A Man of the People (African Writers)


Chinua Achebe’s fourth novel, “A Man of The People”, is a book of political, social, economic and moral contrasts. Written in first person, the books invites readers to experience the flow of emotions, fears, tensions, suspense and the pain that Odili, the main character in the book, undergoes.

At the center of the plot is the conflict between Chief Nanga, a politician cum Minister of Culture and Odili Samalu, a teacher, and erstwhile pupil of the Minister. Their differences at many levels – culture, lifestyle, politics – are symbolic of the generational divide between the young (represented by Odili) and the old (represented by Nanga).

Chief Nanga invites Odili over to his place. It is here that Odili has a deep soul searching on how the politicians in this society enrich themselves through corruption and engage in other forms of moral decadence without second thoughts. Elsie, Odili’s girlfriend, is so excited by the immense affluence of Chief Nanga that she ends up sleeping with him. On learning that Elsie has slept with Chief Nanga, Odili is worked up. Ignoring the Minister’s attempts to appease him with promises to get him other women to sleep with, Odili resolves to seek revenge by all means. So, Odili casts the first stone by expressing interest in Chief Nanga’s seat, and is set to run against him during the elections. He is also determined to woo Edna, Chief Nanga’s wife-in-waiting.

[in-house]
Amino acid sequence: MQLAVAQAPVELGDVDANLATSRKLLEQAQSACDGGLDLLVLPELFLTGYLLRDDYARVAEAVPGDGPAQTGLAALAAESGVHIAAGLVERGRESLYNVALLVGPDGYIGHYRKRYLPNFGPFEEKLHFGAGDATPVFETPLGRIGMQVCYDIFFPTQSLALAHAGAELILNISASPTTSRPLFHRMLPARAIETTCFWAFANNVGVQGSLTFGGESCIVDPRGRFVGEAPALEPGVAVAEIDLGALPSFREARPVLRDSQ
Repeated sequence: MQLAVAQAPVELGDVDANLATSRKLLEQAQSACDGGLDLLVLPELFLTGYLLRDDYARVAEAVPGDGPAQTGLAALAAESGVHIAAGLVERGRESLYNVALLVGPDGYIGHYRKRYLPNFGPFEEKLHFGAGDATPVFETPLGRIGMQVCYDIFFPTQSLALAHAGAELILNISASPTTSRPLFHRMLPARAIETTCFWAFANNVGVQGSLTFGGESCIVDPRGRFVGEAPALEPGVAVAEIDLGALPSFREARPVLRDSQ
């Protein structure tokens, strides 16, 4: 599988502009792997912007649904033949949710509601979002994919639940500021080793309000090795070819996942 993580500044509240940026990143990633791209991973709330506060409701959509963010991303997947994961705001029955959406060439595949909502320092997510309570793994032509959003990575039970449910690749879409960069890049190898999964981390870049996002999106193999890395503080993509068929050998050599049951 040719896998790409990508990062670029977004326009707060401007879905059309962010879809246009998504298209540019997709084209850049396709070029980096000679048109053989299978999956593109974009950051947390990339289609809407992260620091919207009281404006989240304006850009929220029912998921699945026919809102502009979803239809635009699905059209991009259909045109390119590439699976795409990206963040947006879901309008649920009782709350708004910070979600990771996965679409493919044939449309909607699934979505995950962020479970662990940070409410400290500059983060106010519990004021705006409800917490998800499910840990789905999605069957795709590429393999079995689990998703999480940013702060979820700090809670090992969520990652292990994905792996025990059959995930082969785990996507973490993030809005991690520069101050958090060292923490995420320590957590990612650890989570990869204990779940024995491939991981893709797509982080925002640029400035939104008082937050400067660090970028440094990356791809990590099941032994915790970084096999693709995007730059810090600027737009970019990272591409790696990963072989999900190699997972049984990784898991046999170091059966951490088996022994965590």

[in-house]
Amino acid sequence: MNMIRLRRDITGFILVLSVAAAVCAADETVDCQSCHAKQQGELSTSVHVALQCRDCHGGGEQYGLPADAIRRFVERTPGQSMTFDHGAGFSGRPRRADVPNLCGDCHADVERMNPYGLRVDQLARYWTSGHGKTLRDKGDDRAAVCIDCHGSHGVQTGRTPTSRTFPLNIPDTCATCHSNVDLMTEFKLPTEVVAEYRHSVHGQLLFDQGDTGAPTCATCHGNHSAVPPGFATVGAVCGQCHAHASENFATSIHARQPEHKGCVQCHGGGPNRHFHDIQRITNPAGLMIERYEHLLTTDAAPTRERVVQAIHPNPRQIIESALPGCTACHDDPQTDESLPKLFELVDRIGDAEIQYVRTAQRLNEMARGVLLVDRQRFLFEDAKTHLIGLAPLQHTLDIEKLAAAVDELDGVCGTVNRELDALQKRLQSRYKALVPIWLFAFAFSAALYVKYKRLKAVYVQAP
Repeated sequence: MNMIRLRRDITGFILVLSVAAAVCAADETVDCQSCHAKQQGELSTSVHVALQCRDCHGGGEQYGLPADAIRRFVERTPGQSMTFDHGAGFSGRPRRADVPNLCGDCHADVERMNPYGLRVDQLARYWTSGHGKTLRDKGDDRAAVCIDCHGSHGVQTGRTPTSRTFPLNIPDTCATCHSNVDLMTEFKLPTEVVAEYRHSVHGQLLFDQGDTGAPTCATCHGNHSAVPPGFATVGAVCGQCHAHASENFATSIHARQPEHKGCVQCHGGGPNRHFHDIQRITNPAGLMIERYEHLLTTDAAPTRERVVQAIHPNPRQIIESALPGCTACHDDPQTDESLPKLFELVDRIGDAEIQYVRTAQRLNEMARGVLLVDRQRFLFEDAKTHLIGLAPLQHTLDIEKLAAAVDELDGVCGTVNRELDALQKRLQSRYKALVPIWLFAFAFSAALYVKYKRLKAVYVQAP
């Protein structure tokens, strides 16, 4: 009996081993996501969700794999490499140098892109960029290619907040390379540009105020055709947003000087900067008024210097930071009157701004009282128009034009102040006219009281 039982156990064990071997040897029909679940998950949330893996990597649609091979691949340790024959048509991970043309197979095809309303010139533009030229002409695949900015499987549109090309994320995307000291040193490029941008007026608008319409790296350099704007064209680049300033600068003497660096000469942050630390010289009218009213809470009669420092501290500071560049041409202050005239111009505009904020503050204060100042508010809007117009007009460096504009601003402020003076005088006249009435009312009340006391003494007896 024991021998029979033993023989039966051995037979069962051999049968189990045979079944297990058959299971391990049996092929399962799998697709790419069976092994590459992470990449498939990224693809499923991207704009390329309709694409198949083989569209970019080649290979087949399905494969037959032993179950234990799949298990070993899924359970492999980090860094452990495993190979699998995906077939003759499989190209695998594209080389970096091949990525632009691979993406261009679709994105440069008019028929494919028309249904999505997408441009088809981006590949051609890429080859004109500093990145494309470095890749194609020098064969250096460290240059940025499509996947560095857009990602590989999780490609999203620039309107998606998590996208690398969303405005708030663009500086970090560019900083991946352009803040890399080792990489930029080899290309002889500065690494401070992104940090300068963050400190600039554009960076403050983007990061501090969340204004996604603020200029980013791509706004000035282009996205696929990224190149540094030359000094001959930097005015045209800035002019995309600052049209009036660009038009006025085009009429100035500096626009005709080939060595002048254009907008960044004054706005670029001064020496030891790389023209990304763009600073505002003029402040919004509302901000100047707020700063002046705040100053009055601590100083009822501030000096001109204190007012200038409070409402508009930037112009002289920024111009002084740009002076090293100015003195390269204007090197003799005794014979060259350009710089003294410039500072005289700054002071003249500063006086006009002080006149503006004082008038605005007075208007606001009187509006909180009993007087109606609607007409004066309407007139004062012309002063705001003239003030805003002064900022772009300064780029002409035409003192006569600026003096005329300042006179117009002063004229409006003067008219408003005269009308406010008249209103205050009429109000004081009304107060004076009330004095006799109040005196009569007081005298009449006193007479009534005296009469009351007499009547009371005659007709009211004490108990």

For one who lacks the might and the financial muscle to engage in the murky water that is politics, Odili’s bid to tussle politically with Chief Nanga, can only be compared to the desperate search of a needle in the darkness.

Chief Nanga knows well the dirty tricks that characterize politics and he holds nothing back in his fight to fend off Odili. “A Man of The People,” he defeats the young pretender and secures another term in office. Poor Odili pays a huge price for his troubles. Not only is he brutally beaten up by Chief Nanga’s stalwarts, Maxwell Kulamo, his lawyer friend is killed by his rival Chief Koko, only for Maxwell’s girlfriend to avenge his death by killing Chief Koko.

A military coup occurs, and this marks the death of Chief Nanga’s political career. Odili finally secures Edna’s hand in marriage.

This satirical, humorous and melancholic novel will enthrall and excite the reader to its end. Apart from the clever spin of political satire therein, the book has deep sexual overtones.

In many respects, “A Man of the People” is a true depiction of life and politics in many African countries.



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